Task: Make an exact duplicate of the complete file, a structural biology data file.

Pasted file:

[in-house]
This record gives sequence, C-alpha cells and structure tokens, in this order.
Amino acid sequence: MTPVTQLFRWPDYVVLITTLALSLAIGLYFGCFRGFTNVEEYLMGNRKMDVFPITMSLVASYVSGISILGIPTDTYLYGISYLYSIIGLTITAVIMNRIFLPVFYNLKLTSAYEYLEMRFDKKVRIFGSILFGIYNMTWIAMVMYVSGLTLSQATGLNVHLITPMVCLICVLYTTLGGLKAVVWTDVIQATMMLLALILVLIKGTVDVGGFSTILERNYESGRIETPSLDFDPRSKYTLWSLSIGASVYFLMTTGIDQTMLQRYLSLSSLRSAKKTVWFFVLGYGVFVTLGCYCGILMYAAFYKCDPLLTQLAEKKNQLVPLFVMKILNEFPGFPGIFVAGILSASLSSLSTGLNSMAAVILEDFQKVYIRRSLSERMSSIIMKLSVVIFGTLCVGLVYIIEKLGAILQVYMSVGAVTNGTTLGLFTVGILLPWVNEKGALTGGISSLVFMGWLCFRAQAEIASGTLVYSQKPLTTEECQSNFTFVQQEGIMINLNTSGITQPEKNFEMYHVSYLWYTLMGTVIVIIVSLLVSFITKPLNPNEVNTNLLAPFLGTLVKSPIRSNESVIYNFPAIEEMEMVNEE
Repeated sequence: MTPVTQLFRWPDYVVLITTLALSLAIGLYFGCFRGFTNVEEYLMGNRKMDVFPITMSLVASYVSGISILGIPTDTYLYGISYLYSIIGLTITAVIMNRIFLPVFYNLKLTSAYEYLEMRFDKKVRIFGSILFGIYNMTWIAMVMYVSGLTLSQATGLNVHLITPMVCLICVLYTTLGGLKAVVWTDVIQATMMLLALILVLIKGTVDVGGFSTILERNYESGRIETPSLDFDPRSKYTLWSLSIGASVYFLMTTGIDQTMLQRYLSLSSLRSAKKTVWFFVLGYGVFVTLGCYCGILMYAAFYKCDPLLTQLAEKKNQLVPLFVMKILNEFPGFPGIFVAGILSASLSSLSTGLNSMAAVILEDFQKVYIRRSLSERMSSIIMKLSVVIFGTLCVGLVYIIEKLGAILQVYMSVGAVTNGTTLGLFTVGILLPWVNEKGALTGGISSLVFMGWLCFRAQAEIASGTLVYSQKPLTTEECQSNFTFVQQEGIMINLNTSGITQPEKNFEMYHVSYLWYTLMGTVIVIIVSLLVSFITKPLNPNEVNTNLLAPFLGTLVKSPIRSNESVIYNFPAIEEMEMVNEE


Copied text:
[in-house]
This record gives sequence, C-alpha cells and structure tokens, in this order.
Amino acid sequence: MTPVTQLFRWPDYVVLITTLALSLAIGLYFGCFRGFTNVEEYLMGNRKMDVFPITMSLVASYVSGISILGIPTDTYLYGISYLYSIIGLTITAVIMNRIFLPVFYNLKLTSAYEYLEMRFDKKVRIFGSILFGIYNMTWIAMVMYVSGLTLSQATGLNVHLITPMVCLICVLYTTLGGLKAVVWTDVIQATMMLLALILVLIKGTVDVGGFSTILERNYESGRIETPSLDFDPRSKYTLWSLSIGASVYFLMTTGIDQTMLQRYLSLSSLRSAKKTVWFFVLGYGVFVTLGCYCGILMYAAFYKCDPLLTQLAEKKNQLVPLFVMKILNEFPGFPGIFVAGILSASLSSLSTGLNSMAAVILEDFQKVYIRRSLSERMSSIIMKLSVVIFGTLCVGLVYIIEKLGAILQVYMSVGAVTNGTTLGLFTVGILLPWVNEKGALTGGISSLVFMGWLCFRAQAEIASGTLVYSQKPLTTEECQSNFTFVQQEGIMINLNTSGITQPEKNFEMYHVSYLWYTLMGTVIVIIVSLLVSFITKPLNPNEVNTNLLAPFLGTLVKSPIRSNESVIYNFPAIEEMEMVNEE
Repeated sequence: MTPVTQLFRWPDYVVLITTLALSLAIGLYFGCFRGFTNVEEYLMGNRKMDVFPITMSLVASYVSGISILGIPTDTYLYGISYLYSIIGLTITAVIMNRIFLPVFYNLKLTSAYEYLEMRFDKKVRIFGSILFGIYNMTWIAMVMYVSGLTLSQATGLNVHLITPMVCLICVLYTTLGGLKAVVWTDVIQATMMLLALILVLIKGTVDVGGFSTILERNYESGRIETPSLDFDPRSKYTLWSLSIGASVYFLMTTGIDQTMLQRYLSLSSLRSAKKTVWFFVLGYGVFVTLGCYCGILMYAAFYKCDPLLTQLAEKKNQLVPLFVMKILNEFPGFPGIFVAGILSASLSSLSTGLNSMAAVILEDFQKVYIRRSLSERMSSIIMKLSVVIFGTLCVGLVYIIEKLGAILQVYMSVGAVTNGTTLGLFTVGILLPWVNEKGALTGGISSLVFMGWLCFRAQAEIASGTLVYSQKPLTTEECQSNFTFVQQEGIMINLNTSGITQPEKNFEMYHVSYLWYTLMGTVIVIIVSLLVSFITKPLNPNEVNTNLLAPFLGTLVKSPIRSNESVIYNFPAIEEMEMVNEE